First Home Savings Account (FHSA)

It is never too early to consider taxation and estate implications when considering a new account.

A First Home Savings Account (FHSA) is a new registered plan allowing a prospective first-time home buyer, to save for their first home tax-free (up to certain limits) with contributions being generally tax deductible. It can remain open until the end of its 15th anniversary, the FHSA holder turns 71, or the end of the year the FHSA holder makes their first qualifying withdrawal.

But what happens if the account has to be closed early or transferred due to death?

Below are a few points to keep in mind regarding FHSA beneficiary designations and tax treatment of a FHSA on death.

Survivor as successor holder

As with a TFSA, the FHSA owner can name a spouse or common-law partner as the successor holder. 

Only a spouse or common-law partner can be a successor holder, which comes with different rights than a sole beneficiary. 

If the successor is also an "eligible person" at the time of the FHSA owner's death, they can effectively take the deceased's place as the new FHSA owner. Meaning the successor receives the FHSA and the funds can remain in it tax-free. An eligible person is at least 18 years old, a Canadian resident and a potential first-time homebuyer.

If the successor is an eligible individual who already has an FHSA, the deceased FHSA will not affect their FHSA contribution room. However, the maximum participation period will still apply to the transfer.

If the eligible successor did not have an FHSA, they are considered to have opened an FHSA on the date of death of the original account holder. 

The successor, either an eligible person or not, can also choose to roll the FHSA funds into a RRSP or RRIF on a tax-deferred basis. This must be done before the end of the exemption period, which is the end of the year after the year of death. As per the CRA, generally, the amount that is transferred directly from a FHSA to a RRSP or RRIF will not impact your unused RRSP deduction room.

Another option is to receive the funds within the FHSA as a taxable income at the end of the exemption period (withholding tax will be taken by the issuer and is the same rate as for lump sum RRSP payment).

Survivor as beneficiary

A beneficiary cannot become the new owner of the FHSA. Instead, if they are an eligible person they can open an account and make a direct transfer of their portion of the funds on a tax-deferred basis directly to their new account.  Or they can transfer their portion on a tax-deferred basis to their RRSP or RRIF or receive the estate as a taxable distribution at any time during the exemption period.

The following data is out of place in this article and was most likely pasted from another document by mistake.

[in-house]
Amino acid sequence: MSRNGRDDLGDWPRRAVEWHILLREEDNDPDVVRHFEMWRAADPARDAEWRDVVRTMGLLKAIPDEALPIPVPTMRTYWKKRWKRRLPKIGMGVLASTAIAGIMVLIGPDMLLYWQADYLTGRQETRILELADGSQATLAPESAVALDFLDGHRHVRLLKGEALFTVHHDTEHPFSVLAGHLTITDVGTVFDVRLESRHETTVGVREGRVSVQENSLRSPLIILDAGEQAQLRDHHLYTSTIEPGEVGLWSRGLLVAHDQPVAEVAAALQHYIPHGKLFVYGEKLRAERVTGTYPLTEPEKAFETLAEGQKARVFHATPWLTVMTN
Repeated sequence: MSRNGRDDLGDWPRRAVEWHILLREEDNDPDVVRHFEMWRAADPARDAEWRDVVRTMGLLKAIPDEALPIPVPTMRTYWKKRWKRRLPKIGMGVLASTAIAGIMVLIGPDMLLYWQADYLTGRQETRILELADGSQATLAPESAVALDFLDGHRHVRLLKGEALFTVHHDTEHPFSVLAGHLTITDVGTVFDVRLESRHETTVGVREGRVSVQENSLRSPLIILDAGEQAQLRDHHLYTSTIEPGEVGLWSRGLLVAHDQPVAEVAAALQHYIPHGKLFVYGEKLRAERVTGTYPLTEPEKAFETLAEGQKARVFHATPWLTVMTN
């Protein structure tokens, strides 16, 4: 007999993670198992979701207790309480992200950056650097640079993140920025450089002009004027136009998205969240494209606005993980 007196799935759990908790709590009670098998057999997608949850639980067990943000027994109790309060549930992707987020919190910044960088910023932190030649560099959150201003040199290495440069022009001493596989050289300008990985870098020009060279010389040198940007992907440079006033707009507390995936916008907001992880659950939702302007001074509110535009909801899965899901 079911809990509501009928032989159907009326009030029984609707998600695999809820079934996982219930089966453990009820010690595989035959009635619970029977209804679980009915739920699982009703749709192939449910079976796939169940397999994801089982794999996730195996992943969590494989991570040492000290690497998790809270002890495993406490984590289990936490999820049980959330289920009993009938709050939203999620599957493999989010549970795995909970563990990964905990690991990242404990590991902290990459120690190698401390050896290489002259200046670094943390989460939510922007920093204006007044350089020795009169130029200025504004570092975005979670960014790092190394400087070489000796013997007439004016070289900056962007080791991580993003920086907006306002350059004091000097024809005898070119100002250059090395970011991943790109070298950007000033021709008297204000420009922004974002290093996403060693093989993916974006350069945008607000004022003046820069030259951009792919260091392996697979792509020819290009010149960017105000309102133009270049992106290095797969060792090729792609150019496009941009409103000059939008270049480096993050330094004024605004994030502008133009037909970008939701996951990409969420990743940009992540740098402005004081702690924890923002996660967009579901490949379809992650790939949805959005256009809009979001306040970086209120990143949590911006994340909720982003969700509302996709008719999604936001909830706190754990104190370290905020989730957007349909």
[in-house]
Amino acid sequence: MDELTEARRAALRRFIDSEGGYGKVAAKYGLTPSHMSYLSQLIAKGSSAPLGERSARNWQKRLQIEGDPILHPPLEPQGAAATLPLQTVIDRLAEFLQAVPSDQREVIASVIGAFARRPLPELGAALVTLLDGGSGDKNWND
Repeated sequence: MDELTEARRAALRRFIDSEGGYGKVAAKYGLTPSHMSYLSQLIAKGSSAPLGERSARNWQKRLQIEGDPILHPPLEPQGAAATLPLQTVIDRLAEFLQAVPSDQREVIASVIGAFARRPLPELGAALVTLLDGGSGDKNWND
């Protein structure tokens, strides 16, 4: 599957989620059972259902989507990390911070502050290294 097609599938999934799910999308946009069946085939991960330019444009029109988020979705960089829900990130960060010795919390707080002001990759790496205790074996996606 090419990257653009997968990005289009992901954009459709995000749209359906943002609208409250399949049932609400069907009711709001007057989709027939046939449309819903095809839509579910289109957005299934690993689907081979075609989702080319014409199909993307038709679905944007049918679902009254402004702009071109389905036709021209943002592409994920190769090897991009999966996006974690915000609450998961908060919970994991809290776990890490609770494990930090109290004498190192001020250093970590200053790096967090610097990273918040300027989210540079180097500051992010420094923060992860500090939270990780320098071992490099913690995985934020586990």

A beneficiary who is not the survivor

A beneficiary other than a survivor (spouse or common-law partner) must include any funds received from the FHSA during the exemption period in their income for the year they received it.

Province and Territory nuances

It is important to note that since this account is new, both Provinces and Territories have yet to update their laws to recognize FHSA beneficiary names outside of a will. At this time, we would suggest not only having the account forms state the beneficiary but also having your will reflect the new account and its beneficiary. 

Additionally, Quebec does not recognize beneficiary names in registered plans, only in wills.

More details on how FHSA will be taxed in certain situations will be released by the government as time goes by.

No named beneficiary?

If the owner of the FHSA did not name a successor or beneficiary designated in the account documents or their will, the property in the FHSA is distributed to the deceased person's estate. Most likely assets will be taxed as income from the estate unless the family is a beneficiary of the estate and the executor can jointly decide on a tax-deferred option such as a transfer to an RRSP or a qualified individual named in the family estate.

What happens after the exemption period?

If the FHSA is not closed by the end of the exemption period, it will cease to be a FHSA. The fair market value of any funds remaining in the account will then be included in the beneficiary’s income for the year. No tax-deferred transfers can occur after the exemption period.

bottom line

Designating beneficiaries is an important part of all registered accounts as there are future taxation and estate implications. The FHSA has a variety of taxation implications on death that should be considered when opening an account and due to the nature of the plan, beneficiary designations should be reviewed regularly. Any questions about FHSAs, please give us a call.